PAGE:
The limitations specific to the design and sampling methodology include convenience sampling and self-reporting surveys. Convenience sampling may produce bias therefore influence the results of the study. This type of sampling is not representative of an entire population; therefore, definitive conclusions cannot be drawn from the researcher’s results. Self-reporting surveys are often utilized in behavioral science research. Self-reporting surveys produce ordinal data, which is then evaluated using parametric statistical techniques. These statistical techniques make assumptions about data distribution, which cannot be met when said data is ordinal. This then leads to deviations of assumptions and incorrect inferences, thus potentially leading to study conclusions that can be questioned.

Setting

The setting for this study took place in a private not-for-profit University of Health Sciences in the western United States. Because the study was based on nursing students, the focus was within the College of Nursing (CON). The study site university houses several programs from Medical, Pharmacy, Master of Business Administration (MBA), and specific to this study, an entry-level Bachelor of Science in Nursing program (BSN). There are two types of nursing programs offered, one is a ground program which is 18 months long (BSN) and the other is a hybrid online/ground program which is 16 months long (Accelerated BSN or ABSN). Both programs are arranged in a unique block system in that students learn one content area at a time before moving on to the next. Some of the blocks have clinical portions as well as didactic portions associated with them. Those blocks that had clinicals, had prescheduled simulation days where the students would spend one of their clinical days in the simulation room. Students from both program types participated in this study.

Instrumentation

The NLN collaborated with Laerdal in 2003 to conduct a simulation research study. Survey instruments were developed as part of this study. Of the instruments developed, the Student Satisfaction and Self-Confidence in Learning Scale (SSSC) (Appendix A) was utilized for this study. The purpose of the SSSC is to assess student satisfaction and confidence during application of skills learned with relation to simulation as an educational strategy. The survey consists of 13 items with Likert-type scoring ranging from strongly agree (1) to strongly disagree (5). The tool is divided into two subscales. Subscale one has five questions relating to student satisfaction with current learning while subscale two has eight questions that relate to student self-confidence in learning. The tool is a survey consisting of a series of questions about personal attitudes, satisfaction with learning, and self-confidence regarding the simulation activity. The survey instrument was modified to include basic demographic information such as age, gender, highest level of education achieved, learning modality (BSN or ABSN), and prior healthcare experience.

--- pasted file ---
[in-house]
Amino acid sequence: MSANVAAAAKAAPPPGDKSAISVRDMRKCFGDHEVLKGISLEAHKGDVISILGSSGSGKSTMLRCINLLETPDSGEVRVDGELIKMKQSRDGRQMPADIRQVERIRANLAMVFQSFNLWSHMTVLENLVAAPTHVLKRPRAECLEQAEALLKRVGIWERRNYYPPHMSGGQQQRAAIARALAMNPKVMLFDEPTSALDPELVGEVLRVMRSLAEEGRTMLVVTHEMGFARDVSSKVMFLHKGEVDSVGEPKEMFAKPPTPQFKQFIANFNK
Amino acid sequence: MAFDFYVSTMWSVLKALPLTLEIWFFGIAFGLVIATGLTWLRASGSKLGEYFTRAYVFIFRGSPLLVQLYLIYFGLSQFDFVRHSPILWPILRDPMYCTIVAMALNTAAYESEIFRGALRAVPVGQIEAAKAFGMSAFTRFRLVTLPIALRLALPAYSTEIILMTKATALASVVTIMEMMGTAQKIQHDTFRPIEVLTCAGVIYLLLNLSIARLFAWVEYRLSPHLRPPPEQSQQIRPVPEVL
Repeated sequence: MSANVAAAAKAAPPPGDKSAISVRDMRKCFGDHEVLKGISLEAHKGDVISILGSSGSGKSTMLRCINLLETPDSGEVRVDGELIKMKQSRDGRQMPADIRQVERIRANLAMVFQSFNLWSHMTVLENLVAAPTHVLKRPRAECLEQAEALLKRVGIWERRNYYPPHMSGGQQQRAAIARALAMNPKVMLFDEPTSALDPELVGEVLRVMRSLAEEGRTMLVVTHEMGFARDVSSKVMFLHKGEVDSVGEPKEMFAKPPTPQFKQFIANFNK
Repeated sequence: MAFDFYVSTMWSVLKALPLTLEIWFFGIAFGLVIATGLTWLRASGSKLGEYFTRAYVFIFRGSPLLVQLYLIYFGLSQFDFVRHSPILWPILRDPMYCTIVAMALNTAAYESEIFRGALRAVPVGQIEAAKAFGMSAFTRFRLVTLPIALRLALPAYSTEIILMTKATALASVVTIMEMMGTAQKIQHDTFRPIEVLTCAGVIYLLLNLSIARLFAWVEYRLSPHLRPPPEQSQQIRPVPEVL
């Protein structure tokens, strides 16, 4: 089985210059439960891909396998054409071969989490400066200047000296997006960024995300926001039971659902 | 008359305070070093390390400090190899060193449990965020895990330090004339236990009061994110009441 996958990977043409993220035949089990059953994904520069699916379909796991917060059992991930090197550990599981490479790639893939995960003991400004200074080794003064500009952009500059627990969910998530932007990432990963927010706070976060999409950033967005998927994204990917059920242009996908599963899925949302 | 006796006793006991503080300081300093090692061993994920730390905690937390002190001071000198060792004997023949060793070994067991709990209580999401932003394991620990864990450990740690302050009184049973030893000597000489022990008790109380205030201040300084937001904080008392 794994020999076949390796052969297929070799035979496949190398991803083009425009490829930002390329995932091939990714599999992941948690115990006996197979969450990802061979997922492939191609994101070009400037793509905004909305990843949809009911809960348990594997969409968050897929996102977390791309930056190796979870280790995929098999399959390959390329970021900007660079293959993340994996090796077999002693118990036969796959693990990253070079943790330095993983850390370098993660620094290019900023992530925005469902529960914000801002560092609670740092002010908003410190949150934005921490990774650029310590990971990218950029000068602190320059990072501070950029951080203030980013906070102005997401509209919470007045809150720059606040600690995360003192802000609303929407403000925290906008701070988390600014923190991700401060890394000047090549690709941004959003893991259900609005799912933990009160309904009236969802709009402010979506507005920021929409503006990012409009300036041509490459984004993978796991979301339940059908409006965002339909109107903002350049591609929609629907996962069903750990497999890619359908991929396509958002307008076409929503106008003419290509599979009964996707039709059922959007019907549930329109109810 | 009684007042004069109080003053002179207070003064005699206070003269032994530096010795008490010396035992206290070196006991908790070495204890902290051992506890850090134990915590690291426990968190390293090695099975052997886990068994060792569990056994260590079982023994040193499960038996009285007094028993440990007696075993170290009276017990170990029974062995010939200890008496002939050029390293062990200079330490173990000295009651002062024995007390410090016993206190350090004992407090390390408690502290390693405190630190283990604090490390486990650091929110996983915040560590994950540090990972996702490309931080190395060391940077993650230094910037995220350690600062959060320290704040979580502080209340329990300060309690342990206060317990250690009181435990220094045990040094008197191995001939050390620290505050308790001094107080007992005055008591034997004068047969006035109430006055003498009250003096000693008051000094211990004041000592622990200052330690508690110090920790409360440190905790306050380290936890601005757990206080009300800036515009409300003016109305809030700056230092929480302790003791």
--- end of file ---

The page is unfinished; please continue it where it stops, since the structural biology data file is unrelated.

Cronbach’s alpha was used to test reliability for satisfaction and self-confidence. A score of 0.94 was noted for satisfaction while a score of 0.87 was noted for self-confidence [8]. The representation of attributes and outcomes of interest for this study was the rationale for utilization of this particular measurement instrument.

Methods

Statistical analysis for this study was performed by using IBM SPSS® Version 23 and SAS 9.4. A power analysis performed using G*Power with the parameters of a medium effect, 80% power, and a confidence level of 95% indicated that the estimated sample size of N = 106 (N = 53 per group) was needed however; as mentioned previously, this value was exceeded by 74 making the final sample size of n=180. Descriptive statistics, such as the mean with standard deviation and the median with range for continuous data, and frequencies with proportions for categorical data, were utilized to describe the sample characteristics. Preliminary statistics were run to test the assumptions for using a parametric t-test. Because the assumptions were not met, the non-parametric alternative Mann Whitney U test was used to compare the two independent groups.

The research question for this study was as follows: For entry-level baccalaureate nursing students, will the use of simulation impact clinical competence, self-confidence, and self-efficacy if done before clinical rotations as compared to during clinical rotations? To place this question within the context of scientific inquiry, an extensive literature search was completed using databases such as Cumulative Index to Nursing and Allied Health Literature (CINAHL), ProQuest, and PubMed Central.